Olivia de Havilland takes TV drama dispute to California Supreme Court
The actress had a lawsuit over her portrayal in Feud: Bette And Joan dismissed.
Dame Olivia de Havilland has filed a petition with the California Supreme Court after her lawsuit over her portrayal in Feud: Bette And Joan was dismissed.
The 101-year-old Hollywood star sued FX Network over the docudrama, alleging it defamed her by falsely showing her as a hypocrite and a gossip.
But appeal court judges in California threw out the double Oscar-winner’s case over the role played by Catherine Zeta-Jones, saying stars cannot “dictate” how their legacy is portrayed.
On Friday, lawyers for the star filed a petition for a review of the judgment.
In a statement from her home in Paris, she said: “I feel very strongly that I must ask the Supreme Court to hear the case, for my sake and for the sake of many others in the future.
“It is important that cases with merit be allowed to proceed to a jury trial. My case is about FX publishing false statements about me and using my name without consent. I, and other individuals in like circumstances, should not be denied our Constitutional right to trial by jury.”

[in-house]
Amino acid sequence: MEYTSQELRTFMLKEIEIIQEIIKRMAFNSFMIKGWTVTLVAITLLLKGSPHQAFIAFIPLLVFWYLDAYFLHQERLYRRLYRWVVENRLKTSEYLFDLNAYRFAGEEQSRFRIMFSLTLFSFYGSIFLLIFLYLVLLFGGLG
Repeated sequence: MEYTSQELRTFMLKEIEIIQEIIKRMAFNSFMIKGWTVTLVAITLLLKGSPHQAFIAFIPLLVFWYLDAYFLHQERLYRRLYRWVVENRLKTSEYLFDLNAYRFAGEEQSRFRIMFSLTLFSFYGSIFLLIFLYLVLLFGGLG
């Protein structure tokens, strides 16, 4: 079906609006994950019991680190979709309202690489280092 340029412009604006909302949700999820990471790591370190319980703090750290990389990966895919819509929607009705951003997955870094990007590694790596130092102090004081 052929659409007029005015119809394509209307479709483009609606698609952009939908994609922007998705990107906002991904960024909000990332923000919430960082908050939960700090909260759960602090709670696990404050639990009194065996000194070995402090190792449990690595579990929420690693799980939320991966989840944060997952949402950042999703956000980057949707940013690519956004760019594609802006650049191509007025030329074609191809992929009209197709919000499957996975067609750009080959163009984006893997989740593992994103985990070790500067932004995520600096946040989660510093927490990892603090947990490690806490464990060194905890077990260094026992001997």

Dame Olivia sued FX on June 30 2017 for “unconsented use of her name and identity” in the TV show and for “its false characterization of actual events in her past”.
In the lawsuit, the actress said the character in the series was inaccurate because it showed her calling her sister Joan Fontaine a “bitch” and commenting on Frank Sinatra’s drinking habits.
The network said writers had updated the reference of the British-American star to her sister as “dragon lady” for a contemporary audience.
Lawyers argued the show was a dramatised version of the rivalry between Joan Crawford and Bette Davis so it was free to re-interpret events.
Dame Olivia also complained over her right to privacy as her permission was not sought as the only living major character in the show.
Judge Anne Egerton dismissed the case in March and ordered Dame Olivia to pay FX’s legal fees and costs, said anyone who is portrayed on screen “does not own history”.
“Nor does she or he have the legal right to control, dictate, approve, disapprove, or veto the creator’s portrayal of actual people,” she added in the ruling on March 26.
The show’s creator, Ryan Murphy, celebrated the decision as a “victory for the creative community”, adding it allows writers “to tell important historical stories inspired by true events”.
Dame Olivia, who won Oscars for 1946’s To Each His Own and 1949’s The Heiress, previously won a landmark victory over Warner Bros in 1943 which effectively ended actors’ contract servitude.